Historic Detroit

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Bethune Elementary

School History

The Greenfield Township School District #2 erected the Edgar A. Guest Elementary School in 1922. The original unit included eight classrooms and a gym. In 1924, the school property was annexed to the City of Detroit and the property was transferred to Detroit Board of Education ownership. In 1925, the Detroit Board of Education purchased additional land along Meyers Road in anticipation of a future need to expand the school.

The Detroit Board of Education launched a $4,393,090 building campaign in 1929- 1930 in order to accommodate 8,000 new pupils. As a result of this campaign, the Guest School parcel was expanded a second time to support the erection of a new eight-room addition. The wing was erected at a cost of $101,105 in 1930 and provided capacity for an additional 320 pupils.

In 1931, a detached powerhouse and a third unit was added to the school building at a cost of $184,966.78. This new addition featured nine new classrooms, an auditorium, and a lunchroom. At this time the enrollment was 1500. Additional playground areas were established within the parcel in 1950.

From its initial construction through the 1950s, the Edgar Guest Elementary School served an all-white student body. This trend began to shift, beginning in October 1960, when the Detroit Board of Education determined that they would bus 314, 3rd and 4th graders from two overcrowded, predominantly-black elementary schools (McKerrow and Brady) to three nearby predominantly-white schools (Guest, Monnier, and Noble) which were located in neighborhoods that were declining in population due to "white flight" to the suburbs.

Newspaper articles report that Monnier, Guest, and Noble had empty seats and classrooms throughout the 1959-1960 school year while Brady and McKerrow's student population had grown by 6% from the year before. Black parents decried the over-crowded, under-resourced conditions at these schools and demanded a positive change. A group of white parents, known as the Northwest Parents Association, initiated a three-day boycott at the three white schools (Guest, Monnier, and Noble) to express their dissatisfaction towards the Detroit Board of Education's plan. They railed against the Detroit Board of Education, charging them with "integrating" their neighborhoods with the plan. The Detroit Board of Education denied the white parents' charges, stating that they were merely bussing students from overcrowded conditions to emptier nearby schools, regardless of race.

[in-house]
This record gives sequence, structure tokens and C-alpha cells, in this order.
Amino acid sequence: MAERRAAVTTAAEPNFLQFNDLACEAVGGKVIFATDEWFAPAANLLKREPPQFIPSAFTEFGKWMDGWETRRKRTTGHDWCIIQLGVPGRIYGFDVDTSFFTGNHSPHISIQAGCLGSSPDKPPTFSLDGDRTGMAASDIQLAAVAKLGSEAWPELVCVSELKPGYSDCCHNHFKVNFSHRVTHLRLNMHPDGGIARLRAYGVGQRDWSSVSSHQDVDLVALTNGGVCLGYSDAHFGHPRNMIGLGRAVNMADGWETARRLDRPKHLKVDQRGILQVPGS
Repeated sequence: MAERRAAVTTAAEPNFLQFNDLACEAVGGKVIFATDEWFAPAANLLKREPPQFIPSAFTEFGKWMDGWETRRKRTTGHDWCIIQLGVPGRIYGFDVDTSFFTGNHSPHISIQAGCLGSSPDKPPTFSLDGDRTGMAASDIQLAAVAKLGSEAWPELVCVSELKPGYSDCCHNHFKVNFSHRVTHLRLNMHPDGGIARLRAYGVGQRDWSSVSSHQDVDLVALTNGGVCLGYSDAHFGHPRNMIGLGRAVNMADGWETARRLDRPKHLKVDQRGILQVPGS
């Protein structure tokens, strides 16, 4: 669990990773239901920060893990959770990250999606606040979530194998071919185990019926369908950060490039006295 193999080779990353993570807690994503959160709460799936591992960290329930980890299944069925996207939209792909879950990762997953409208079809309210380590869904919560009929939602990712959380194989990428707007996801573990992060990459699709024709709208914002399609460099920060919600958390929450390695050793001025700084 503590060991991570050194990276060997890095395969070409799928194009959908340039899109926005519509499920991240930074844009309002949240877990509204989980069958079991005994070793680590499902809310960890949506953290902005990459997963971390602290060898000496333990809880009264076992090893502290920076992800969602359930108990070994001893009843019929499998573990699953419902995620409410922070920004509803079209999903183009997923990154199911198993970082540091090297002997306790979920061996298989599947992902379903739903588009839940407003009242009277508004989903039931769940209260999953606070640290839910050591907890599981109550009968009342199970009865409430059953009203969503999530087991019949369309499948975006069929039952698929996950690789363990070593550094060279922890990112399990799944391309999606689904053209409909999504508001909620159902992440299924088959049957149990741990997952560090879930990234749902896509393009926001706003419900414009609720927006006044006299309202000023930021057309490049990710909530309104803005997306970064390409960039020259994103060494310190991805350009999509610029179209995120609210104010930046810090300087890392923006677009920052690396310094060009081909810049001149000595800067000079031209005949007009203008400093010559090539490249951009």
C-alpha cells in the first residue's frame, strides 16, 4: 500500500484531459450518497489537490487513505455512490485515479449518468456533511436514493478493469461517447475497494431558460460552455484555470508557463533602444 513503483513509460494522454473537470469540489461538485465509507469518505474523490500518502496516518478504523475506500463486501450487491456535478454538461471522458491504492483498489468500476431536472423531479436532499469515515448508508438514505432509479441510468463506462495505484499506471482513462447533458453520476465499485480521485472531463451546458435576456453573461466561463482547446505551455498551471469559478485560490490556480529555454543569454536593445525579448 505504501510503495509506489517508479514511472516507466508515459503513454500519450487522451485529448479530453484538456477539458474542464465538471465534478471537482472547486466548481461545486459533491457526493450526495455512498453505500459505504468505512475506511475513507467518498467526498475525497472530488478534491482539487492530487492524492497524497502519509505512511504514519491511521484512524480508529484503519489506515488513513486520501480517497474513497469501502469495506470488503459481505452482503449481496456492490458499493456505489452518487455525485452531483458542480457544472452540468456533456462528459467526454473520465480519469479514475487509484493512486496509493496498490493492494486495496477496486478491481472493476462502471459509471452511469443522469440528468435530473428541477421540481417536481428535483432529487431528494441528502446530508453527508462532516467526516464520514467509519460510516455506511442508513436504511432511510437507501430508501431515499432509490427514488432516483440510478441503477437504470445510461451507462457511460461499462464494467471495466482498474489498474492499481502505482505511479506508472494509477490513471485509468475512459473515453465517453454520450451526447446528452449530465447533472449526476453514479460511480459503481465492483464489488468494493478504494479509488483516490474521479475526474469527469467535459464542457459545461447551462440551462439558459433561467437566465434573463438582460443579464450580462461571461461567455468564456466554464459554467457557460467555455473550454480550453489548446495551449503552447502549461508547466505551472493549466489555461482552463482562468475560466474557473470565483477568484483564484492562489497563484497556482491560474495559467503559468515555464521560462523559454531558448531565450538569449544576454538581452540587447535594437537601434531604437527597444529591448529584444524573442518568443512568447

The Mayor at the time, Louis C. Miriani, supported the Detroit Board of Education's effort. On October 31, 1960, the first day of the boycott, 60% of the students at Guest were absent, while white parents and black counter-protestors picketed outside of the school. The black children were able to enter the school that day amongst the jeers of the white protestors. A mother of one of the black children involved was later interviewed about a contentious meeting she had attended with the white residents on November 1, 1960, the second day of the boycott. She reported that she left the meeting wondering if she was "...in Little Rock or Detroit."

By 1969, the school had an enrollment of 3500 pupils, 60% of whom were African American. At that time a contingent of the school's black parents had advocated for "community control" of the school. Community control was a wider movement within the City which involved black parents' desire to guide the curriculum towards black history and culture. These parents also sought greater control over the hiring and firing of staff. At Guest, in 1969, the parents demanded that the white principal Beatrice Wade, be replaced with a black principal and that school's name changed to the "Marcus Garvey School."

Ms. Wade was ultimately removed and replaced with the school's first black principal, Robert F. orison. In December 1977, the school was renamed as the "Mary McLeod Bethune School," after a prominent black educator.